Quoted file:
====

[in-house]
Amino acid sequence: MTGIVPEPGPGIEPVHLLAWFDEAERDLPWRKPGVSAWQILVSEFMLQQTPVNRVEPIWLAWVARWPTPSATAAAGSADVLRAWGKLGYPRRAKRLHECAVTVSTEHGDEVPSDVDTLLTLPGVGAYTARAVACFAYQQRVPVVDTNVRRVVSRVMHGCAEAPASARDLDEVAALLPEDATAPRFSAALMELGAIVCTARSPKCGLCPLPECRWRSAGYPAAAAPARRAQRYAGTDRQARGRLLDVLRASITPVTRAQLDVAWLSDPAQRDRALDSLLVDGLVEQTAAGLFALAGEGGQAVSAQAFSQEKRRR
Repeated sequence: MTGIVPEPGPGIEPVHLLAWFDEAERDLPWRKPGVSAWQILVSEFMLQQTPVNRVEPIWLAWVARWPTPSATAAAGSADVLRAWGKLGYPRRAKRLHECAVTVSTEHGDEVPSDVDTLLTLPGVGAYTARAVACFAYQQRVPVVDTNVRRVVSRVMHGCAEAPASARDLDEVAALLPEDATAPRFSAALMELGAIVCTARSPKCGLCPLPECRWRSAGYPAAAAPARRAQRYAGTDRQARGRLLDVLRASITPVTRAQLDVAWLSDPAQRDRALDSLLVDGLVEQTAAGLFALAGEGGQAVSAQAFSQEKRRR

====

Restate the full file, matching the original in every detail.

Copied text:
[in-house]
Amino acid sequence: MTGIVPEPGPGIEPVHLLAWFDEAERDLPWRKPGVSAWQILVSEFMLQQTPVNRVEPIWLAWVARWPTPSATAAAGSADVLRAWGKLGYPRRAKRLHECAVTVSTEHGDEVPSDVDTLLTLPGVGAYTARAVACFAYQQRVPVVDTNVRRVVSRVMHGCAEAPASARDLDEVAALLPEDATAPRFSAALMELGAIVCTARSPKCGLCPLPECRWRSAGYPAAAAPARRAQRYAGTDRQARGRLLDVLRASITPVTRAQLDVAWLSDPAQRDRALDSLLVDGLVEQTAAGLFALAGEGGQAVSAQAFSQEKRRR
Repeated sequence: MTGIVPEPGPGIEPVHLLAWFDEAERDLPWRKPGVSAWQILVSEFMLQQTPVNRVEPIWLAWVARWPTPSATAAAGSADVLRAWGKLGYPRRAKRLHECAVTVSTEHGDEVPSDVDTLLTLPGVGAYTARAVACFAYQQRVPVVDTNVRRVVSRVMHGCAEAPASARDLDEVAALLPEDATAPRFSAALMELGAIVCTARSPKCGLCPLPECRWRSAGYPAAAAPARRAQRYAGTDRQARGRLLDVLRASITPVTRAQLDVAWLSDPAQRDRALDSLLVDGLVEQTAAGLFALAGEGGQAVSAQAFSQEKRRR